The stock in trade of painter Richard Dadd (1817-1886) was fairies as depicted in his most famous work The Fairy Fellers Master-Stroke. The multiple characters in the painting were immortalised on vinyl by the rock band Queen on their eponymous second album Queen II. Dadd’s picture is filled with tiny, meticulous detail and was nine years in the making but remained unfinished at his death. This is yet another one of those unfinished Master-Strokes that artistes leave lying around. The painter wrote a guide book about the painting signifying the various tasks assigned to the hundreds of fairies he had illustrated.
Suffering from a madness which caused him to commit patricide, Dadd was later confined to the mental institution Bethlem, which was commonly referred to as Bedlam. It was in here living the life of an asylum inmate that he created his greatest work of art. Transferred later to Broadmoor, and working only from memory, his work has an intensity that might not have been reproduced had he been sane.
Hanging in the Tate gallery London the vivid folklore of fairies takes the breath from out of your eyes and mouth. A dazzling kaleidoscope that lights up any midsummer’s night and gives credence to the theory that genius comes with a price. The genius of Freddie Mercury (1946-1991) inspired by this painting wrote the musical equivalent of what is seen in the original print. A quote attributed to the inimitable Freddie, and doing the rounds of numerous Queen Websites is fictional. Freddie at no time ever said “Dick Dadd killed his Dad.” This internet rumour was started by me. They’re easily taken in, those little Queenies unlike the rugby types.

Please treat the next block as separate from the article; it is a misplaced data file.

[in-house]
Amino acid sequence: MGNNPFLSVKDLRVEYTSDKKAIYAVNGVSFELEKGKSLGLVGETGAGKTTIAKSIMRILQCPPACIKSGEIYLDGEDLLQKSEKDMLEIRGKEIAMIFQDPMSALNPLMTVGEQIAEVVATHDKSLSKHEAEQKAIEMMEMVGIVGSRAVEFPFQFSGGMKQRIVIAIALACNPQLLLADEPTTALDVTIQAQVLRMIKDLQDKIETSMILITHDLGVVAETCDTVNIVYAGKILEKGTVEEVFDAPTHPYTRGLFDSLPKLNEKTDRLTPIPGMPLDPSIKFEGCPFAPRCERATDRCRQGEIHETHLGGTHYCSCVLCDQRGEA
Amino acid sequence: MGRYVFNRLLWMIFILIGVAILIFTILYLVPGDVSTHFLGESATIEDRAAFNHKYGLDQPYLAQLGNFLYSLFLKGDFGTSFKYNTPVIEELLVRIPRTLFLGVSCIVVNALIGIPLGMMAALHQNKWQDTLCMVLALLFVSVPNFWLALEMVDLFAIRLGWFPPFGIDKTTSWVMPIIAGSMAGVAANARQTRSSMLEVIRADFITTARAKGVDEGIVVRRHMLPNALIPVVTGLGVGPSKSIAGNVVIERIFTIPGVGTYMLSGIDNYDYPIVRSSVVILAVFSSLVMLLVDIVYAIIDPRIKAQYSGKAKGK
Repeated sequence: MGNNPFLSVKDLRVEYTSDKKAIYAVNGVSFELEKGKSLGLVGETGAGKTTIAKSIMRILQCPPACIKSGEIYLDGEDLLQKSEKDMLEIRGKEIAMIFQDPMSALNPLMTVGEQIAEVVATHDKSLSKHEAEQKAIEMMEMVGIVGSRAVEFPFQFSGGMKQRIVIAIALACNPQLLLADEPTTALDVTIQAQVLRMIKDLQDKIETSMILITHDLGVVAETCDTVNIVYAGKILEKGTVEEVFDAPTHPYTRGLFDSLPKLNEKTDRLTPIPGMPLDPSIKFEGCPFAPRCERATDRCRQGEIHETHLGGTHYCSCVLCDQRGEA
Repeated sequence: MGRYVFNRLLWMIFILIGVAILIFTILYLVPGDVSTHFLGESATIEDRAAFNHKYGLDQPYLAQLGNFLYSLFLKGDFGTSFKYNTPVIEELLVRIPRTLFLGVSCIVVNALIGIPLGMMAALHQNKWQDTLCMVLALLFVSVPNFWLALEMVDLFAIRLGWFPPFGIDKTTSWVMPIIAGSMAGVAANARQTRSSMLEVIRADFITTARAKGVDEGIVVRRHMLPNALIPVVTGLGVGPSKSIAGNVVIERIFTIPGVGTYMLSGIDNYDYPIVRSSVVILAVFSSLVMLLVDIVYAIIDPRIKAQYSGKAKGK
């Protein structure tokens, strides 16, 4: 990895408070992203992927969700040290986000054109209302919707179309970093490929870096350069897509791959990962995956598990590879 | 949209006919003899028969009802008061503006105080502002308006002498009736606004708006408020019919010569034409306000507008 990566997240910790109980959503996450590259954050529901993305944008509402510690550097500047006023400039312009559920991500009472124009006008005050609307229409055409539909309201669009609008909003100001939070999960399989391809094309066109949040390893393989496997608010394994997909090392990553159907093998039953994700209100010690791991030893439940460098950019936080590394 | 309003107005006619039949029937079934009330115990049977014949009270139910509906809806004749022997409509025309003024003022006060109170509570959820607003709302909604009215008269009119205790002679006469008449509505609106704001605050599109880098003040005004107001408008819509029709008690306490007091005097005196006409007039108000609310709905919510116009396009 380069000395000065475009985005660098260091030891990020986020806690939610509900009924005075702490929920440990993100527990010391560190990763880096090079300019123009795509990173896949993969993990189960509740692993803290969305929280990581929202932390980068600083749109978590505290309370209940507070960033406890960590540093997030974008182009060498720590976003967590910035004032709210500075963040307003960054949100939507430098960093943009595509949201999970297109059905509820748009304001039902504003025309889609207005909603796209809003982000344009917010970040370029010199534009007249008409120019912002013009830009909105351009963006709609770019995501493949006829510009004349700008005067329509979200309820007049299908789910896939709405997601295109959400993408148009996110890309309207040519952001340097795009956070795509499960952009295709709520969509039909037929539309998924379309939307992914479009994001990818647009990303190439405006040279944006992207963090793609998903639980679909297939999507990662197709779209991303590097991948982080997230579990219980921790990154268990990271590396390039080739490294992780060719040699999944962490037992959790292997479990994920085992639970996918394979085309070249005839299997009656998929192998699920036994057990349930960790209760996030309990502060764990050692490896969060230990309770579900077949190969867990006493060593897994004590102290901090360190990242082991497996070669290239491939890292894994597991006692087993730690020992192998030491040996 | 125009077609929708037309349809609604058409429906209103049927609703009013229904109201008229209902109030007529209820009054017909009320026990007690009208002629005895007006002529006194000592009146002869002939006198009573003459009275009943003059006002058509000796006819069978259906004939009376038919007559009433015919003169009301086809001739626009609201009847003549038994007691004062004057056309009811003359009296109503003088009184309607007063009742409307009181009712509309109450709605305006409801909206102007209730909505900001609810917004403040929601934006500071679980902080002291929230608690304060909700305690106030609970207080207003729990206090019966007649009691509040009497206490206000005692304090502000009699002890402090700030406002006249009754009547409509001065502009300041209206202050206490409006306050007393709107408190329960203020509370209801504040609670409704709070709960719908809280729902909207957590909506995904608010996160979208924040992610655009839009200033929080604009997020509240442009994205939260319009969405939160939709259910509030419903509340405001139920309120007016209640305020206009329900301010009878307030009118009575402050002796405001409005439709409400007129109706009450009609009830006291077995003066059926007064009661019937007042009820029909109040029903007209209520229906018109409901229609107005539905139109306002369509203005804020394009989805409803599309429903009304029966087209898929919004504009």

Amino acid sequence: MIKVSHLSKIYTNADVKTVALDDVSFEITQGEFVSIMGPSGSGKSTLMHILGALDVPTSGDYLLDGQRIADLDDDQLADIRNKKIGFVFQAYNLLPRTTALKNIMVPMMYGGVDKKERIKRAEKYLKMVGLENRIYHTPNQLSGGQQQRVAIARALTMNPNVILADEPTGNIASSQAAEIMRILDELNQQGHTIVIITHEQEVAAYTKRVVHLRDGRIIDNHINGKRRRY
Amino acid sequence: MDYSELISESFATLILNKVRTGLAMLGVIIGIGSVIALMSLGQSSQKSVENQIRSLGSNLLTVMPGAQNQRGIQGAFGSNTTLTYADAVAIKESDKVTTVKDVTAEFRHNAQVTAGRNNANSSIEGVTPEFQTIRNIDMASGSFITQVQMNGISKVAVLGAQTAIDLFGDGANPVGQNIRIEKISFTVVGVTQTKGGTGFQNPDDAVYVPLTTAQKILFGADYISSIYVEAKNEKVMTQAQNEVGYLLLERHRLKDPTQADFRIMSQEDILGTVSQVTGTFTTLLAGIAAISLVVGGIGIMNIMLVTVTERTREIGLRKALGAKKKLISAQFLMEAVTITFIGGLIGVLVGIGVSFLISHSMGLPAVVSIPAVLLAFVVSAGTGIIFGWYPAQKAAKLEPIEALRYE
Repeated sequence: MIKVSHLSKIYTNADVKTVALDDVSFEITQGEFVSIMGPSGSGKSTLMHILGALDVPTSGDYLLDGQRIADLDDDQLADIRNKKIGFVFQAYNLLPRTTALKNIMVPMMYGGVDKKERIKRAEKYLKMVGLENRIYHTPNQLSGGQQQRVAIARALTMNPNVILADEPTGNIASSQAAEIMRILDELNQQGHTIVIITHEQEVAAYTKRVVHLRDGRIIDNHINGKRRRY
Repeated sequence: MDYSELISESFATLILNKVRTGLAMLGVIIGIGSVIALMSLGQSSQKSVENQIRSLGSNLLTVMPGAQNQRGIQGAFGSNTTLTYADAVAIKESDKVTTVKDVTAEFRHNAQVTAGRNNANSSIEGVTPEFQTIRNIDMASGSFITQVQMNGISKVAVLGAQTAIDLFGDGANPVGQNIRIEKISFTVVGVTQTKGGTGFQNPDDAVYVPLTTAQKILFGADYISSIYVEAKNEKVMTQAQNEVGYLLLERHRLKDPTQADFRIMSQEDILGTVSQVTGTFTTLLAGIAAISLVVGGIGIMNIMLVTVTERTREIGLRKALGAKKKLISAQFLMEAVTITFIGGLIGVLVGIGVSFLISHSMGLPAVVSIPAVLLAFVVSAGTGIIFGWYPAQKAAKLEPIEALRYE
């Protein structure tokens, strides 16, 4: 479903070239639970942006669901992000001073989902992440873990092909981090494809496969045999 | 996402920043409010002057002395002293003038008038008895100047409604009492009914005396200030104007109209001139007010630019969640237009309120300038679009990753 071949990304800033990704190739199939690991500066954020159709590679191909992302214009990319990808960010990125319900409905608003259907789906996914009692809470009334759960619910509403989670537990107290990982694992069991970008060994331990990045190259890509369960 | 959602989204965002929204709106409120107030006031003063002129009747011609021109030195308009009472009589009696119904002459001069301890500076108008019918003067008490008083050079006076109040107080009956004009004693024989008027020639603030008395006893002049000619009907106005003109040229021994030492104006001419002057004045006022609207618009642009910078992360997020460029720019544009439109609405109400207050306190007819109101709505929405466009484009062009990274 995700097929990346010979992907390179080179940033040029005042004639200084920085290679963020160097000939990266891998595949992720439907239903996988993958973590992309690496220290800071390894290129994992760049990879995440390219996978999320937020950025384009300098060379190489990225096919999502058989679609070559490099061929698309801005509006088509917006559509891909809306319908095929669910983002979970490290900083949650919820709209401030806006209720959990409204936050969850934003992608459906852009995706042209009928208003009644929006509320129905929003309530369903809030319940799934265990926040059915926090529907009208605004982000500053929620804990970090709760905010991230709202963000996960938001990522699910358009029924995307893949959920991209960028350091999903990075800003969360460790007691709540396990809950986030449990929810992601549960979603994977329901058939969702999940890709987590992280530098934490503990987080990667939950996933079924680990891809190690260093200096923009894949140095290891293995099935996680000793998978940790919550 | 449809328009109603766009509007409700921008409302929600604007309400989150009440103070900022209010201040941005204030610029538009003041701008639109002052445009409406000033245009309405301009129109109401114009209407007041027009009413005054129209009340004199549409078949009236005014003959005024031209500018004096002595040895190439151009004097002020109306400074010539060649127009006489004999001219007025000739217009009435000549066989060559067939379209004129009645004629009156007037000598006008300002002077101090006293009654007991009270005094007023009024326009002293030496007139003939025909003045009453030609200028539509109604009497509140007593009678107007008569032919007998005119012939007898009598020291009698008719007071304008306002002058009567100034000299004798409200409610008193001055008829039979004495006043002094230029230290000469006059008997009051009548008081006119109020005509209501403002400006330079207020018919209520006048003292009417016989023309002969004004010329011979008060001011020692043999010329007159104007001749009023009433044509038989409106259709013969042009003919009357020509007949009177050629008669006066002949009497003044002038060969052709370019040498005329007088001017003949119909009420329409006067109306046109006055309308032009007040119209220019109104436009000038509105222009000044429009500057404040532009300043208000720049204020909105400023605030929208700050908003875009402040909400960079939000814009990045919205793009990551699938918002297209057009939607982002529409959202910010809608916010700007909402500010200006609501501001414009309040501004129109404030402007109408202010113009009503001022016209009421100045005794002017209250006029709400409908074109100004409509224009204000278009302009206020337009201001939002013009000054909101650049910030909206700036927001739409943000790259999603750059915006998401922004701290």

The Queen song was performed live only rarely; the falsetto and multi-layered vocals were difficult to recreate on stage. For many Queen Fans this was their golden era before they commercialised. The song remains an undiscovered gem for most of the populace.
Ploughman wagoner will’ and types
Politician with senatorial pipe
He’s a dilly dally oh
Pedagogue squinting wears a frown
And a satyr peers under lady’s gown
He’s a dirty fellow
What a dirty laddie-oh
Tatterdemalion and the junketer
There’s a thief and a dragonfly trumpeter
He’s my hero ah
Fairy dandy tickling the fancy
Of his lady friend
The nymph in yellow (can we see the master stroke)
(Lyrics by Mercury)